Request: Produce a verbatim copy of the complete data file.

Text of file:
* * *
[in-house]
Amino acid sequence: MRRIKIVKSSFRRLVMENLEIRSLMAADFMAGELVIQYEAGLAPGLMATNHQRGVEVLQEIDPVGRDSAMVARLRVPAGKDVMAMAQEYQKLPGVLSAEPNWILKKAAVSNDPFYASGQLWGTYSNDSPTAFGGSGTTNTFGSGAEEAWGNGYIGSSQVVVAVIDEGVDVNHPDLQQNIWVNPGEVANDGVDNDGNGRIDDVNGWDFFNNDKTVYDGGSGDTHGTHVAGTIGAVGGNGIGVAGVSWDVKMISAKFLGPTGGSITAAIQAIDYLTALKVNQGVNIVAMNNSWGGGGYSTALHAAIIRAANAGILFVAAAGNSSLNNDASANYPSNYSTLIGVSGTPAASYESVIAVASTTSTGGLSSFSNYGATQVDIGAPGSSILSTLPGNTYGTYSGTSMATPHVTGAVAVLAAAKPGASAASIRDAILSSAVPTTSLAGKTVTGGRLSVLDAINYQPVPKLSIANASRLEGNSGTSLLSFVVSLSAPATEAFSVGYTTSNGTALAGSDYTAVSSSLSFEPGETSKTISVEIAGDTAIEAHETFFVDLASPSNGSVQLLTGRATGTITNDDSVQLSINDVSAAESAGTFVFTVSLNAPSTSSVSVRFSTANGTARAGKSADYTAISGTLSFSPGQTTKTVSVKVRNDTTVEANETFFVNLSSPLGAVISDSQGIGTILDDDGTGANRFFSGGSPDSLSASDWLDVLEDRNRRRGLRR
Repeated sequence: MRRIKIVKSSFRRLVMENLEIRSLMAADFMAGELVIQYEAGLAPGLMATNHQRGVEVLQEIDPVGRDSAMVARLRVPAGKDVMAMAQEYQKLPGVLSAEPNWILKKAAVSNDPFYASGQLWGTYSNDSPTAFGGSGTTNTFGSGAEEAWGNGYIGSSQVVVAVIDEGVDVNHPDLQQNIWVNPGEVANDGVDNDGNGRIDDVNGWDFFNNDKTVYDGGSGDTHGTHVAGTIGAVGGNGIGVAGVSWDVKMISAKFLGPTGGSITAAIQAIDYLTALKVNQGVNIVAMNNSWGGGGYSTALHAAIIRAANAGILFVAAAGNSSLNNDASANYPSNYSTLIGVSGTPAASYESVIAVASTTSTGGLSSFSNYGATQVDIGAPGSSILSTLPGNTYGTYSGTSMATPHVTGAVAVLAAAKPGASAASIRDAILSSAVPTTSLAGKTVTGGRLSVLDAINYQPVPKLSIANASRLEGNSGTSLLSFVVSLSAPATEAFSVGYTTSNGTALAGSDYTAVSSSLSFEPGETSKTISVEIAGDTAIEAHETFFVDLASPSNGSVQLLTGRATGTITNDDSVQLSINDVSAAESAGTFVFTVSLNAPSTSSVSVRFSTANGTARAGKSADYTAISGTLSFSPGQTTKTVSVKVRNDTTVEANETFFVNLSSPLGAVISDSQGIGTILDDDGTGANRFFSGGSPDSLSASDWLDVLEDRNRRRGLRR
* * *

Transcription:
[in-house]
Amino acid sequence: MRRIKIVKSSFRRLVMENLEIRSLMAADFMAGELVIQYEAGLAPGLMATNHQRGVEVLQEIDPVGRDSAMVARLRVPAGKDVMAMAQEYQKLPGVLSAEPNWILKKAAVSNDPFYASGQLWGTYSNDSPTAFGGSGTTNTFGSGAEEAWGNGYIGSSQVVVAVIDEGVDVNHPDLQQNIWVNPGEVANDGVDNDGNGRIDDVNGWDFFNNDKTVYDGGSGDTHGTHVAGTIGAVGGNGIGVAGVSWDVKMISAKFLGPTGGSITAAIQAIDYLTALKVNQGVNIVAMNNSWGGGGYSTALHAAIIRAANAGILFVAAAGNSSLNNDASANYPSNYSTLIGVSGTPAASYESVIAVASTTSTGGLSSFSNYGATQVDIGAPGSSILSTLPGNTYGTYSGTSMATPHVTGAVAVLAAAKPGASAASIRDAILSSAVPTTSLAGKTVTGGRLSVLDAINYQPVPKLSIANASRLEGNSGTSLLSFVVSLSAPATEAFSVGYTTSNGTALAGSDYTAVSSSLSFEPGETSKTISVEIAGDTAIEAHETFFVDLASPSNGSVQLLTGRATGTITNDDSVQLSINDVSAAESAGTFVFTVSLNAPSTSSVSVRFSTANGTARAGKSADYTAISGTLSFSPGQTTKTVSVKVRNDTTVEANETFFVNLSSPLGAVISDSQGIGTILDDDGTGANRFFSGGSPDSLSASDWLDVLEDRNRRRGLRR
Repeated sequence: MRRIKIVKSSFRRLVMENLEIRSLMAADFMAGELVIQYEAGLAPGLMATNHQRGVEVLQEIDPVGRDSAMVARLRVPAGKDVMAMAQEYQKLPGVLSAEPNWILKKAAVSNDPFYASGQLWGTYSNDSPTAFGGSGTTNTFGSGAEEAWGNGYIGSSQVVVAVIDEGVDVNHPDLQQNIWVNPGEVANDGVDNDGNGRIDDVNGWDFFNNDKTVYDGGSGDTHGTHVAGTIGAVGGNGIGVAGVSWDVKMISAKFLGPTGGSITAAIQAIDYLTALKVNQGVNIVAMNNSWGGGGYSTALHAAIIRAANAGILFVAAAGNSSLNNDASANYPSNYSTLIGVSGTPAASYESVIAVASTTSTGGLSSFSNYGATQVDIGAPGSSILSTLPGNTYGTYSGTSMATPHVTGAVAVLAAAKPGASAASIRDAILSSAVPTTSLAGKTVTGGRLSVLDAINYQPVPKLSIANASRLEGNSGTSLLSFVVSLSAPATEAFSVGYTTSNGTALAGSDYTAVSSSLSFEPGETSKTISVEIAGDTAIEAHETFFVDLASPSNGSVQLLTGRATGTITNDDSVQLSINDVSAAESAGTFVFTVSLNAPSTSSVSVRFSTANGTARAGKSADYTAISGTLSFSPGQTTKTVSVKVRNDTTVEANETFFVNLSSPLGAVISDSQGIGTILDDDGTGANRFFSGGSPDSLSASDWLDVLEDRNRRRGLRR